Courtesy The News International
ISLAMABAD: Pakistan is expected to target tax revenue growth of up to 20 percent by focusing on tax evaders and will offer concessions to the industrial and agricultural sectors to spur growth, analysts said on Thursday, a day before the annual budget was released.
Finance Minister Ishaq Dar will release the federal budget in parliament on Friday, in the absence of Prime Minister Nawaz Sharif, who is recovering from open-heart surgery in London.
Annual budget outlay is expected to be around 4,400 billion rupees ($42.04 billion), with a fiscal deficit target of around 3.8 percent, according to a pre-budget briefing from Topline Securities Ltd, a Karachi-based research organisation.
Similar briefings from Arif Habib Research Ltd, Elixir Securities, Foundation Research and other analysts corroborated those expectations, with fiscal deficit expectations ranging between 3.8 and 4 percent.
“I think tax increases would be across the board, but right now it looks like non-filers [of income tax] would be the target,” said Mohammed Sohail, CEO of Topline Securities.
“Another target is elimination of subsidies and discretionary tax incentives [for industries].”
The government last year targeted tax dodgers by introducing higher rates of withholding taxes on banking and other transactions for those who do not file annual income taxes.
The tax revenue target is expected to be around 3,700 billion rupees ($35.35 billion), an increase of 20 percent in absolute terms from last year’s target of 3,100 billion rupees ($29.62 billion), analysts say.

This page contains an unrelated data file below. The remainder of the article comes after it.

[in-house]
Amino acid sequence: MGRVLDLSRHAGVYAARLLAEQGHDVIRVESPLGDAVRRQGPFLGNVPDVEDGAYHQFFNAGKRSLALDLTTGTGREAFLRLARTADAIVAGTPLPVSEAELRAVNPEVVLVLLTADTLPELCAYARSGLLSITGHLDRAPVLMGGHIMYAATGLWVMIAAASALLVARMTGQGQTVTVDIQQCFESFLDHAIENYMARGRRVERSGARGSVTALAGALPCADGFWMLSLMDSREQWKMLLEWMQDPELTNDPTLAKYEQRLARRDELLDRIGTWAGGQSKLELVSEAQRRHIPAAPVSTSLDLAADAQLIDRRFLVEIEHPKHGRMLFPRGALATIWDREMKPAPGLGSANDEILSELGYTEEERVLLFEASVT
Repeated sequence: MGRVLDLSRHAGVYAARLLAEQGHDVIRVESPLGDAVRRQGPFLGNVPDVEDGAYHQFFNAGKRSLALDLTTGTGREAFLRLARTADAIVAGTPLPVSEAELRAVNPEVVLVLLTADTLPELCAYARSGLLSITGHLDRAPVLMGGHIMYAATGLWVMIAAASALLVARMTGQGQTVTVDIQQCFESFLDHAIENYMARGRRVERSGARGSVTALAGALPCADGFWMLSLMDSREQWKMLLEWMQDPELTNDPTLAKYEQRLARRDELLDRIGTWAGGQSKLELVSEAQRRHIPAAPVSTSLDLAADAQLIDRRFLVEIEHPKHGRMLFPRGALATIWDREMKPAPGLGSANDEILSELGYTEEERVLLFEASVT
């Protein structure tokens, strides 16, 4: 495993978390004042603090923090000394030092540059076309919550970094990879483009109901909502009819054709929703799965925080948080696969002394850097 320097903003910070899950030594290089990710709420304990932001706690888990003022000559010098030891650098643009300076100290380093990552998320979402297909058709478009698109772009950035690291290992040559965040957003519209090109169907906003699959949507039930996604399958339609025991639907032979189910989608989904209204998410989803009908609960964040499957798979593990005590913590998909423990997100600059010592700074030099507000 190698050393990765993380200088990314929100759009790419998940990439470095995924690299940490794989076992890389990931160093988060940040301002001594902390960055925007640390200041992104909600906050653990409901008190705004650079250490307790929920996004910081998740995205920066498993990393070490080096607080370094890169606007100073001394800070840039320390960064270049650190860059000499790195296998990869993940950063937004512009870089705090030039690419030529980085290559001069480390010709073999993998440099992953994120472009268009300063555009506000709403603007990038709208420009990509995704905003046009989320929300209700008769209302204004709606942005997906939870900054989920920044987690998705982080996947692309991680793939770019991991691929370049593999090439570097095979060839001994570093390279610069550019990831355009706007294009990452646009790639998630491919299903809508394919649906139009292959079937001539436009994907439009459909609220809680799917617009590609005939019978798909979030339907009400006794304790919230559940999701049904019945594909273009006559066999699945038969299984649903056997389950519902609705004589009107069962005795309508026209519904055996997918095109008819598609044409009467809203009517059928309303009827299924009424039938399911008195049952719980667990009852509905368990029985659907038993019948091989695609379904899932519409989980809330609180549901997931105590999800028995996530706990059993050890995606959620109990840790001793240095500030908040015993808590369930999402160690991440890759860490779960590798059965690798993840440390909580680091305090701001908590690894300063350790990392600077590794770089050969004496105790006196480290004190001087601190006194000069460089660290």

The government is on track to miss its tax target of 3,672 billion rupees ($35.12 billion) for this fiscal year ending June 30, with tax revenue hitting 2,481 billion rupees ($23.73 billion) through March 2016.
Around 200 billion rupees ($1.91 billion) in new tax measures are expected, including the renewal of a so-called “Super Tax” of 3 percent (4 percent for banks), imposed last year as a one-time measure to pay for the war against Islamist militants.
The “Super Tax” targets companies with more than 500 million rupees ($4.78 million) in pre-tax profits, who number in the hundreds in Pakistan, said Sohail.
Other additional taxes are expected on commercial gas and electricity connections, sugar, car leases, cigarettes and possibly on non-profit organisations, analysts said.
FISCAL DEFICIT TARGET
Analysts expect the new fiscal deficit target may be missed, as Pakistan exits the strictures of an International Monetary Fund assistance package this year and the government prepares for a 2018 general election.
On Monday, the government announced 1,675 billion rupees ($16.00 billion) in annual development spending at both the federal and provincial level.
On Thursday, Pakistan announced it had missed its economic growth target by 0.79 percent, hitting 4.71 percent growth in the fiscal year ending in June, the highest level seen in eight years. On Monday, it set a growth target of 5.7 percent for the fiscal year beginning in July.
Last year, the agricultural sector, the largest employer by sector in Pakistan, shrank by about 0.19 percent, he said, mainly due to structural issues and a poor cotton crop.
The textile sector, which analysts say lost up to $3 billion in exports last year due to power shortages, a global drop in demand and a poor cotton crop, will also be targeted for revival, textile manufacturers told Reuters.
($1 = 104.5600 Pakistani rupees)